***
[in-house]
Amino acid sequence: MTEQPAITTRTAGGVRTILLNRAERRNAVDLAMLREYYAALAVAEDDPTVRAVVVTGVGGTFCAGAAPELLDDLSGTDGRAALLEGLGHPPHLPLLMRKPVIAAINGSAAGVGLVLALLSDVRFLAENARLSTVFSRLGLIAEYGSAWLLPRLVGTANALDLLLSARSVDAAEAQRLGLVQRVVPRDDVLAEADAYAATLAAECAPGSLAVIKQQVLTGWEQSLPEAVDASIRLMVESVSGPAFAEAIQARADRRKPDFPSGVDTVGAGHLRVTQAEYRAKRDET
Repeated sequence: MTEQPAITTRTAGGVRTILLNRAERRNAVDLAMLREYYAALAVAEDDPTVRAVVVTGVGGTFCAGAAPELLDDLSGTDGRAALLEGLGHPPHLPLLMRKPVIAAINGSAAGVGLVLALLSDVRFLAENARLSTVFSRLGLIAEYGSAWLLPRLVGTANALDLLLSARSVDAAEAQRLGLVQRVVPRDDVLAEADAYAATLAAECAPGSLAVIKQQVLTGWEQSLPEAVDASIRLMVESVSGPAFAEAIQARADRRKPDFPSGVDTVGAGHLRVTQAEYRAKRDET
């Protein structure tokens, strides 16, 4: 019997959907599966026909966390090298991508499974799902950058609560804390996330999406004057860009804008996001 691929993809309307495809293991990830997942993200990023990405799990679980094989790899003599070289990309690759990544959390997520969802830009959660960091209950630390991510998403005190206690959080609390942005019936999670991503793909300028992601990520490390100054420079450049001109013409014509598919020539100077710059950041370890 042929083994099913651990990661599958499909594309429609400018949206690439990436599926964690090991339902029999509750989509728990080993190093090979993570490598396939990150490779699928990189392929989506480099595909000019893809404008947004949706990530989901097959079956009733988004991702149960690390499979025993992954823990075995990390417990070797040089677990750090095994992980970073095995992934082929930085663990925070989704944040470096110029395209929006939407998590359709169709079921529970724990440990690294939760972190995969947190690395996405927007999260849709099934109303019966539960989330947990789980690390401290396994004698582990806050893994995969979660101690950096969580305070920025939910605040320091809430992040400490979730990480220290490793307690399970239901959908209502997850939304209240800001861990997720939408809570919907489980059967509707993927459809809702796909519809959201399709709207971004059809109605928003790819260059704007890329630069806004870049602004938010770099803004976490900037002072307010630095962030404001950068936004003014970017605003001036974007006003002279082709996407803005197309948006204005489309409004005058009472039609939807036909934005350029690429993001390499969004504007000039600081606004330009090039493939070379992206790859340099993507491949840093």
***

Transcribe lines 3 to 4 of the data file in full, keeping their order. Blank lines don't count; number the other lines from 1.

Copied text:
Repeated sequence: MTEQPAITTRTAGGVRTILLNRAERRNAVDLAMLREYYAALAVAEDDPTVRAVVVTGVGGTFCAGAAPELLDDLSGTDGRAALLEGLGHPPHLPLLMRKPVIAAINGSAAGVGLVLALLSDVRFLAENARLSTVFSRLGLIAEYGSAWLLPRLVGTANALDLLLSARSVDAAEAQRLGLVQRVVPRDDVLAEADAYAATLAAECAPGSLAVIKQQVLTGWEQSLPEAVDASIRLMVESVSGPAFAEAIQARADRRKPDFPSGVDTVGAGHLRVTQAEYRAKRDET
């Protein structure tokens, strides 16, 4: 019997959907599966026909966390090298991508499974799902950058609560804390996330999406004057860009804008996001 691929993809309307495809293991990830997942993200990023990405799990679980094989790899003599070289990309690759990544959390997520969802830009959660960091209950630390991510998403005190206690959080609390942005019936999670991503793909300028992601990520490390100054420079450049001109013409014509598919020539100077710059950041370890 042929083994099913651990990661599958499909594309429609400018949206690439990436599926964690090991339902029999509750989509728990080993190093090979993570490598396939990150490779699928990189392929989506480099595909000019893809404008947004949706990530989901097959079956009733988004991702149960690390499979025993992954823990075995990390417990070797040089677990750090095994992980970073095995992934082929930085663990925070989704944040470096110029395209929006939407998590359709169709079921529970724990440990690294939760972190995969947190690395996405927007999260849709099934109303019966539960989330947990789980690390401290396994004698582990806050893994995969979660101690950096969580305070920025939910605040320091809430992040400490979730990480220290490793307690399970239901959908209502997850939304209240800001861990997720939408809570919907489980059967509707993927459809809702796909519809959201399709709207971004059809109605928003790819260059704007890329630069806004870049602004938010770099803004976490900037002072307010630095962030404001950068936004003014970017605003001036974007006003002279082709996407803005197309948006204005489309409004005058009472039609939807036909934005350029690429993001390499969004504007000039600081606004330009090039493939070379992206790859340099993507491949840093």